- the right to appoint or dismiss a majority of the members of the entity’s management, supervisory or administrative body,
- Joint and several liability for the financial obligations of the entity or as a guarantor of such obligations,
- the possibility of monitoring the entity’s activities,
- appointment, on the sole basis of the exercise of its voting rights, of the majority of the members of the administrative, management or supervisory bodies of a legal person or entity
- exclusively controlling, pursuant to an agreement concluded with other shareholders or members of the legal person or entity, a majority of shareholders’ or members’ voting rights in that legal person or entity
- having the right to exercise a dominant influence over a legal person or entity pursuant to an agreement entered into with that legal person or entity, or pursuant to a provision in its memorandum or articles of association, where the law governing that legal person or entity permits it to be subject to such agreement or provision
- having the right to use all or part of the assets of the legal person or entity.
Due diligence and KYC in view of Sanctions Law
However, this is not a closed catalog, and each situation should be assessed individually. It should be emphasized that in order to assess whether a given entrepreneur has infringed any of the statutory or EU prohibitions, a measure of due diligence is applied, i.e. de facto an entrepreneur conducts an appropriate research of its potential business partners. The recommended actions include, for example:
- carrying out an analysis of publicly available registers of a given business partner and at least directly related companies, (e.g. Central Register of Actual Beneficiaries), information from the National Court Register, CEiDG or equivalents from other countries, analysis of financial statements or articles of association of companies,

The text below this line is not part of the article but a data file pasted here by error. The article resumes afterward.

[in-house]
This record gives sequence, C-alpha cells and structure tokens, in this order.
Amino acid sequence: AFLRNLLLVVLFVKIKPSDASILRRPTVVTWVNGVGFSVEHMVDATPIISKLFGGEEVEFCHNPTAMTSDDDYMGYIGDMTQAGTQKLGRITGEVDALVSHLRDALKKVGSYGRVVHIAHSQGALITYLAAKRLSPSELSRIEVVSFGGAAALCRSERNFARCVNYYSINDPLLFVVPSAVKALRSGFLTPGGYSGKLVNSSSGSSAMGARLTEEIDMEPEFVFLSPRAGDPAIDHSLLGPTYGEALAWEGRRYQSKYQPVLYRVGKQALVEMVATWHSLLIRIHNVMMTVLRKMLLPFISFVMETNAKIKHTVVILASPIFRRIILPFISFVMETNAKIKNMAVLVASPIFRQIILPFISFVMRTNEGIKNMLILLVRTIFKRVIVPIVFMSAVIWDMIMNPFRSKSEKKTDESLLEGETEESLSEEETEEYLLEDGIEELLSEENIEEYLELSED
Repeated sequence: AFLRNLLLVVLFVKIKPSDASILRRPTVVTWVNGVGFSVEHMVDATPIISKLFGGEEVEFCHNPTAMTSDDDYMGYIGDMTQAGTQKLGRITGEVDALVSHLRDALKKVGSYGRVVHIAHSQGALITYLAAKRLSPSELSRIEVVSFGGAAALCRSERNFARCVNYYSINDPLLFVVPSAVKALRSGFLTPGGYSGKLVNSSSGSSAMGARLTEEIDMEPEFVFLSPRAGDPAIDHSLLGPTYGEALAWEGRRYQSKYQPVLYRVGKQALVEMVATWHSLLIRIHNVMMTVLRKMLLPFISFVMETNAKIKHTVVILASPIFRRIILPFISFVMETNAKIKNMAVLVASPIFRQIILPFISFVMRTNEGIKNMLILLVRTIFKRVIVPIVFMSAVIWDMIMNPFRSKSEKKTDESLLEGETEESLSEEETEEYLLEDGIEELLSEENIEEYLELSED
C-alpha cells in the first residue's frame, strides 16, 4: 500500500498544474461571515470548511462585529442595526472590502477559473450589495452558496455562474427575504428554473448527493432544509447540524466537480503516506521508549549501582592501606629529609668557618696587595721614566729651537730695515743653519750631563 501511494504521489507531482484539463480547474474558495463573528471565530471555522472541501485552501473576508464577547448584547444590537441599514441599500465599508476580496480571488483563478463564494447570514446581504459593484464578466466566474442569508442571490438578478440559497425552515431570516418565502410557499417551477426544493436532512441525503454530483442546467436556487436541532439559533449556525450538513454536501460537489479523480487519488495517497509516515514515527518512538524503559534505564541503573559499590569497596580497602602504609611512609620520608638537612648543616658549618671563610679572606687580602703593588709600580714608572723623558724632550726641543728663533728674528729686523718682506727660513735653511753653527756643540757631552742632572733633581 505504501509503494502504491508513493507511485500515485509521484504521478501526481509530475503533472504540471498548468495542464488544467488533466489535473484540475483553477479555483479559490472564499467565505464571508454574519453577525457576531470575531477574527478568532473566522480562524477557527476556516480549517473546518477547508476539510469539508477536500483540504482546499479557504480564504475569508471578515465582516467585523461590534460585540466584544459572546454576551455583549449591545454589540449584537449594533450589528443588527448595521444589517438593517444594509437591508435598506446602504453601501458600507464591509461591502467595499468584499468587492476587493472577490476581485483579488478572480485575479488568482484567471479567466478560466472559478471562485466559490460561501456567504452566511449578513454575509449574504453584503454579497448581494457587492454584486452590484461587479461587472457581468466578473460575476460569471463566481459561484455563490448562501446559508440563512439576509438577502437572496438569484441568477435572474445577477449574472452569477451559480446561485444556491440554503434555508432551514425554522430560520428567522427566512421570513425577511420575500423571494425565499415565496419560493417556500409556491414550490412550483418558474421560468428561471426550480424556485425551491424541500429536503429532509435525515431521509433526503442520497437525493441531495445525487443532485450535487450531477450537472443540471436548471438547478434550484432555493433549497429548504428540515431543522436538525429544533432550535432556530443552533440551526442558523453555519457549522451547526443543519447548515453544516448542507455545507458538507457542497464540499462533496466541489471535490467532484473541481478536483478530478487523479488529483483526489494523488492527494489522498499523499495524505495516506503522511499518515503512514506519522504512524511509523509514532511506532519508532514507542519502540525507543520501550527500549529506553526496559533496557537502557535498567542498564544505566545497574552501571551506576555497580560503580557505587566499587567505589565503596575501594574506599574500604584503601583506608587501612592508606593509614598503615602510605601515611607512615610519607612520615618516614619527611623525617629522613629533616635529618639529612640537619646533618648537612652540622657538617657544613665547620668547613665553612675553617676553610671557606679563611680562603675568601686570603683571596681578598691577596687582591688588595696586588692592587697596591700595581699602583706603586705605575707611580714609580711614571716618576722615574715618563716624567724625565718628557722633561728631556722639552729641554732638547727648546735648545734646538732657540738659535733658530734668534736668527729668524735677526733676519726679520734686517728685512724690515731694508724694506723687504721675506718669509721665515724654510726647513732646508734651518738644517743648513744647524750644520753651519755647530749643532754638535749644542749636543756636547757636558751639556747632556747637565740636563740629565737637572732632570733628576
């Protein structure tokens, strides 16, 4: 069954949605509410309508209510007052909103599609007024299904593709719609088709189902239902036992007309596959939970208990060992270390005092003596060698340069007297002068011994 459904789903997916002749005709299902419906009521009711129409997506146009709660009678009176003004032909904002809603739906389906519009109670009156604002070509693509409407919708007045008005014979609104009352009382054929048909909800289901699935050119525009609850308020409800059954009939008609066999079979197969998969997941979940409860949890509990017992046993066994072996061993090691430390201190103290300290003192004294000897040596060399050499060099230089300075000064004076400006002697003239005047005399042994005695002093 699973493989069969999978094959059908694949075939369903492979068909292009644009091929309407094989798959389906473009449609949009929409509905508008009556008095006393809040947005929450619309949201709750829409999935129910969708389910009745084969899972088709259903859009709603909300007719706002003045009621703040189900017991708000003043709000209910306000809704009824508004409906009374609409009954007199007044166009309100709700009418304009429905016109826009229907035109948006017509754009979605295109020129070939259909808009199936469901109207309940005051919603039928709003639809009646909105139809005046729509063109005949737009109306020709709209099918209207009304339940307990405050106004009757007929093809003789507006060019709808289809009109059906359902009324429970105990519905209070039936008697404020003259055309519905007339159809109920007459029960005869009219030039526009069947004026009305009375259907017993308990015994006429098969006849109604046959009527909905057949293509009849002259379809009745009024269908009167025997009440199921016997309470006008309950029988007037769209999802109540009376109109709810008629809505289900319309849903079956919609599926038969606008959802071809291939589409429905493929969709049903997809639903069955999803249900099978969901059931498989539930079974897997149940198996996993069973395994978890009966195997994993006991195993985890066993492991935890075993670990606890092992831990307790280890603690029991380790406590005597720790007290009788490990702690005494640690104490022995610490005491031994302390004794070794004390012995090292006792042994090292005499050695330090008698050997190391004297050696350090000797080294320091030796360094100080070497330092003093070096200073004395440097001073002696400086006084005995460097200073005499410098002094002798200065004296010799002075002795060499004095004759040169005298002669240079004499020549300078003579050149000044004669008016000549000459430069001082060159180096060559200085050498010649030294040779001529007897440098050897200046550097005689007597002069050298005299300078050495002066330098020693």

- obtaining a declaration from the business partner that there are no grounds that, in the light of the Regulations or the Law may render the cooperation prohibited as infringing the established prohibitions,
- introduction into concluded agreements of guarantee clauses, obliging the counterparty to inform about any events, which may potentially make the cooperation with a given entity contrary to the Law or Regulations,
- to contact a law firm specialized in the law applicable to the area of activity of the business partner or related entities, in order to determine the actual mechanisms of control exercised by the entity subject to sanctions on entities in the given chain of relations.
Penalties and infringement of sanctions on Russia regulation
Polish Sanctions Law provides for severe penalties for violations of its provisions or EU sanctions regulations. These include, among others:
- a fine of up to PLN 20,000,000,
- ban on participation in public procurement procedures or a competition
Lawyers and attorneys specialized in regulations regarding sanction against Russia
We would like to remind you that DKP has a team of lawyers specializing in administrative law, risk assessment and due diligence of contractors in light of the Polish and EU sanctions regulations.